Where it appeared that the driver of a motor truck stopped it at the curb of a street near a store in order to deliver goods to the store, placed the goods on the tailgate of the truck, and obtained a receipt and payment for the goods, that an employee of the store removed the goods to the sidewalk near a chute underneath an opening in the sidewalk, that while the store employee was in process of throwing the goods down the chute a pedestrian fell into the chute and was injured, and that a motor vehicle liability insurance policy covering the truck included coverage for liability arising out of "use" of the truck, included as an insured any person "while using" the truck with the permission of the named insured, and included "loading and unloading" of the truck in "use" thereof, it was held that the unloading of the truck had ended when the accident occurred, that the proprietor of the store and its employee then were not "using" the truck and were not insureds under the policy, and that the insurer was not liable for the pedestrian's injuries.
BILL IN EQUITY filed in the Superior Court on September 7, 1960.
The suit was heard by Smith, J.
David W. Kelley, for the plaintiffs, submitted a brief.
John J. C. Herlihy for the defendant.
CUTTER, J. The bill seeks declaratory relief and to require Lumbermens Mutual Casualty Company (Lumbermens) to reimburse F. W. Woolworth Company (Woolworth) and Travelers Insurance Company (Travelers) for part of the sums paid by Woolworth and Travelers in settlement of a claim by Edith Ervin. Lumbermens had issued a motor vehicle liability insurance policy to its insured, Hopkins Transportation, Inc. (Hopkins). The trial judge made findings, which were adopted by him as a report of material facts. By final decree it was declared that the accident to Miss Ervin "was caused by and arose out of the use and unloading of the truck" of Hopkins by Woolworth and its employees Pisoni and Pillsbury. Lumbermens was ordered to pay $3,566.66 each to Woolworth and Travelers with interest. Lumbermens appealed, as did Woolworth, Pisoni, Pillsbury, and Travelers. The evidence is reported.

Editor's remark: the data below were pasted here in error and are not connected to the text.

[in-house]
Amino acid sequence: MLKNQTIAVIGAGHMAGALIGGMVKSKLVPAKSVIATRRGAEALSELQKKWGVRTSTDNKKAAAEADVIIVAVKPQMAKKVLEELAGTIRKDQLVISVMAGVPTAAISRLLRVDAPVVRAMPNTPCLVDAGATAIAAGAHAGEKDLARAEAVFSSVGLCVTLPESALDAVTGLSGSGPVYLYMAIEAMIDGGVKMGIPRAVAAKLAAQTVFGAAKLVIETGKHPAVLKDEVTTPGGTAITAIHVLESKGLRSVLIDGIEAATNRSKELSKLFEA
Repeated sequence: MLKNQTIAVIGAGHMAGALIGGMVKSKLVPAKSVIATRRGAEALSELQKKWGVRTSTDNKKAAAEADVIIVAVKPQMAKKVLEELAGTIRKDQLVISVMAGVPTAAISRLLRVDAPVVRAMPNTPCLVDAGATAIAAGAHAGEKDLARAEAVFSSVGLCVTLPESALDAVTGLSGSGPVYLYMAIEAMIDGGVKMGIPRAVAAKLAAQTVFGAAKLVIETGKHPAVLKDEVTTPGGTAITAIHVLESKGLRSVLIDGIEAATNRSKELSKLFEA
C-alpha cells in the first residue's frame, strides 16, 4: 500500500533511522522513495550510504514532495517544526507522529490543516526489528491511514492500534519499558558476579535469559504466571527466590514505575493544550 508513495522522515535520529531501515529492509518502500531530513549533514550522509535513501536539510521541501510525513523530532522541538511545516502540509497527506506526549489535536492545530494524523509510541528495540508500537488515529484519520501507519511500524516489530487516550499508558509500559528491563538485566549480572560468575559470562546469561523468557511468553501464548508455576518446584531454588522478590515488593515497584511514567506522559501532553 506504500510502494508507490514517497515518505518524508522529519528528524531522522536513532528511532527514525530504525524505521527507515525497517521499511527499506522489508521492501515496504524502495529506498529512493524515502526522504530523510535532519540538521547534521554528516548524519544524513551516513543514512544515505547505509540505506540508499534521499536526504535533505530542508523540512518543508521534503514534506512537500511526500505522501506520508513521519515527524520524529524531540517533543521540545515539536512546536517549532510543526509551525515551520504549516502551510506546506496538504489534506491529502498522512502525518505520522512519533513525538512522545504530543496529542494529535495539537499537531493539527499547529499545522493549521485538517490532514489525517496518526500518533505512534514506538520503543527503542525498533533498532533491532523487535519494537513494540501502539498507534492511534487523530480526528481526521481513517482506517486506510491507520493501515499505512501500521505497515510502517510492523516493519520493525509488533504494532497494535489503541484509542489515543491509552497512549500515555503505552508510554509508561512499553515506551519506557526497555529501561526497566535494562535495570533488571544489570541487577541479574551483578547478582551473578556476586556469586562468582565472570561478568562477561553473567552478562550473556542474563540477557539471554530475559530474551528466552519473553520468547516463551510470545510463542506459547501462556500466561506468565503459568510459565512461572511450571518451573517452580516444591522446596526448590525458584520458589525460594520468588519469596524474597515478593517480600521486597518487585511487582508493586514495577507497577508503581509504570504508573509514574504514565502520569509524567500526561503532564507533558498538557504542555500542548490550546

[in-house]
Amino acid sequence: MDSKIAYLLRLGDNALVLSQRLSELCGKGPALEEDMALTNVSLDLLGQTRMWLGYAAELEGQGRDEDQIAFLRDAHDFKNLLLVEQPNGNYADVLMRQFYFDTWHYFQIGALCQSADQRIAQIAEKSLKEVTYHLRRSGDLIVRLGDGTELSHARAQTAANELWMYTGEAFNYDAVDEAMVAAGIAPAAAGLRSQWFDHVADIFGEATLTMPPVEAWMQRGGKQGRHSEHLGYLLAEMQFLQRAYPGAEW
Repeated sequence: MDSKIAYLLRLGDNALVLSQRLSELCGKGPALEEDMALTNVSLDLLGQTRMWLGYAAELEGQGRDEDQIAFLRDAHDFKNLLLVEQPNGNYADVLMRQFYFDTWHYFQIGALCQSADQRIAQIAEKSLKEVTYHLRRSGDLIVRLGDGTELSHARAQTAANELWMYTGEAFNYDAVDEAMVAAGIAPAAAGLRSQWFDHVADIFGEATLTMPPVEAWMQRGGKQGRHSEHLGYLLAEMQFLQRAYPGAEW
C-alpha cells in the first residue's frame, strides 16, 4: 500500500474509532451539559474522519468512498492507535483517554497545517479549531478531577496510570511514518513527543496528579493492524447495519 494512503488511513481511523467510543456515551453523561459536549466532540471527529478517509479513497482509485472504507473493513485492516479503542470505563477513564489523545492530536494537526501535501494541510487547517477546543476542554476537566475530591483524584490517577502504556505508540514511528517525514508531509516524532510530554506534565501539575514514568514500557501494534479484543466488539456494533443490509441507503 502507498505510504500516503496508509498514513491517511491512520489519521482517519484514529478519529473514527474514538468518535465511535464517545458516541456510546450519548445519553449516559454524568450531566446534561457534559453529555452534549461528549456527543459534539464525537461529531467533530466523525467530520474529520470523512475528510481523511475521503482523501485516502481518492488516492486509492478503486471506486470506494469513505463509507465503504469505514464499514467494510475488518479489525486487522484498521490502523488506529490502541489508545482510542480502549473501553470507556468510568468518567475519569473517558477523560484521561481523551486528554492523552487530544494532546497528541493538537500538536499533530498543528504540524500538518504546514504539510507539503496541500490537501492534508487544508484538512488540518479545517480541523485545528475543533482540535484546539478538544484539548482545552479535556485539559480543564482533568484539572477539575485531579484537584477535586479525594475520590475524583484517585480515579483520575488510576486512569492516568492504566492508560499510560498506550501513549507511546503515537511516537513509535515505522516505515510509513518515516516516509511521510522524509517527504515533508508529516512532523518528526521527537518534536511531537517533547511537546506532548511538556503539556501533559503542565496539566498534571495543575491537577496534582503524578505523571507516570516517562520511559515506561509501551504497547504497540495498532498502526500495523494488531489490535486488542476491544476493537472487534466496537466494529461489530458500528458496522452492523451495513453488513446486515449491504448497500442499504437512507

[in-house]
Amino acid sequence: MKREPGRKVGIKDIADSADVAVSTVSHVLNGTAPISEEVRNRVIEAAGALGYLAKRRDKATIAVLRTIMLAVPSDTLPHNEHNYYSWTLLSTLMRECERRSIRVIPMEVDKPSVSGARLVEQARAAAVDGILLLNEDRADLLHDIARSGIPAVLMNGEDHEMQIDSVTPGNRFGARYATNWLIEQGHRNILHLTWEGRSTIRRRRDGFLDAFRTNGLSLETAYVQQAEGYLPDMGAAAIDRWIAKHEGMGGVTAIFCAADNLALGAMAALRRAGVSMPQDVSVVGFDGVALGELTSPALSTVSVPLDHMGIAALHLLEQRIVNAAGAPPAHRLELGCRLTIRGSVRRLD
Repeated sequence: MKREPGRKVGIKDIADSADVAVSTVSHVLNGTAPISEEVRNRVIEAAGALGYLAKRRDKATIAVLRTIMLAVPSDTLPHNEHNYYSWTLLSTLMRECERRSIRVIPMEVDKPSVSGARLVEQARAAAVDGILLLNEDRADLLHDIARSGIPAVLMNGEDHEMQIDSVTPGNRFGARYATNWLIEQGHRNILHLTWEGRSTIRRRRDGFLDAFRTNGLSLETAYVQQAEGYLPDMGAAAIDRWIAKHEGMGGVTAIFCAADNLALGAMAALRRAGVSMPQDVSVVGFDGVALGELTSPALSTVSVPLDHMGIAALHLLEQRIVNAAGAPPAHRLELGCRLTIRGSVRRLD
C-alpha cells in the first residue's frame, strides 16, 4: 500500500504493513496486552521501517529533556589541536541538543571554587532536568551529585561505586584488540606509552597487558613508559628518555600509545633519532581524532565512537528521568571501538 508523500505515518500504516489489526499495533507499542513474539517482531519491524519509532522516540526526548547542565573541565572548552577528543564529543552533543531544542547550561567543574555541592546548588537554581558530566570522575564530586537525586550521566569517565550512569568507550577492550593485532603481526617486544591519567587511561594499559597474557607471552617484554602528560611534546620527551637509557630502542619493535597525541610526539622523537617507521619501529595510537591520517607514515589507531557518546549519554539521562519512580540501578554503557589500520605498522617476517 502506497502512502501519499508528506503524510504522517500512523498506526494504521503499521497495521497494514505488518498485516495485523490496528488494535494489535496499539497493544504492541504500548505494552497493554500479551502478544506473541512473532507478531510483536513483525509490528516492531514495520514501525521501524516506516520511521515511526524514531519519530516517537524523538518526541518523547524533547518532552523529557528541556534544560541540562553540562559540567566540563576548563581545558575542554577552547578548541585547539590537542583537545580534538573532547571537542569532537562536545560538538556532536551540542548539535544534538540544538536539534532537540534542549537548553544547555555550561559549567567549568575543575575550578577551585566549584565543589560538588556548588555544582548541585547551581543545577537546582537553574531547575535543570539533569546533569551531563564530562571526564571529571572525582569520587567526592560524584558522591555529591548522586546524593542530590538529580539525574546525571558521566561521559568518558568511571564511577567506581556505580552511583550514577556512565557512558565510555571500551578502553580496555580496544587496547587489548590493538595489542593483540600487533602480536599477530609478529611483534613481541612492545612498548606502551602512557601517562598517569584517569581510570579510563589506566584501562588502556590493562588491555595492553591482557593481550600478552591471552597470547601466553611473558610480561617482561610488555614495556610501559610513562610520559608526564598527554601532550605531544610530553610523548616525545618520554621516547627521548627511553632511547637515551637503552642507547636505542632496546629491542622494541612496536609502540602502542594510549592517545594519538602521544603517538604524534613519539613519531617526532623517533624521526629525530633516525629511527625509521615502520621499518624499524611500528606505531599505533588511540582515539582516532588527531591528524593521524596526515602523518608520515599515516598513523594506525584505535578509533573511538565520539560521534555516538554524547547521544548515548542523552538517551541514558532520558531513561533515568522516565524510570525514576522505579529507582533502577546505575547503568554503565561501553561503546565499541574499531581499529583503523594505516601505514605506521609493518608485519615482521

1. Lumbermens first contends that all unloading had ceased when Miss Ervin was injured. The trial judge found "as a fact that the unloading had not [then] ceased." His subsidiary findings, summarized below, concerning what had happened are justified by the evidence.
Woolworth operated a store in Arlington. Travelers had issued a public liability policy covering the premises. This was in effect on February 5, 1959, when Miss Ervin was injured. On that day Leo Lanza, a driver employed by Hopkins, was delivering merchandise to the Woolworth store in Hopkins's duly registered truck. Lanza was alone on the truck. He stood his truck near the curb, parallel with the store. The rear end of the truck was near a chute. Lanza went into the store and called for someone to receive the merchandise. He then returned to his truck, and put the merchandise on the tailgate of his truck. He placed
none of it on the sidewalk himself. Pisoni, a Woolworth employee, began to take off the cartons as Lanza placed them on the tailgate. Pisoni put them on the sidewalk. When Pisoni had removed some of them, Lanza had him check the invoice and sign for the goods. Lanza went into the store to collect his charges. He returned in a few minutes and saw Pisoni near a chute beneath an opening in the sidewalk, about to throw the freight down the chute. The chute lay under two metal covers in the sidewalk. One cover had been raised and propped up with a carton, so that (as photographs in evidence show) one door about two feet in height obstructed foot travel along some five to six feet of the width of the sidewalk. Lanza heard Pisoni cry out, and saw Miss Ervin, about eighty years old, "fall right into the chute." Lanza and Pisoni then went down a flight of stairs leading to the store basement to assist her.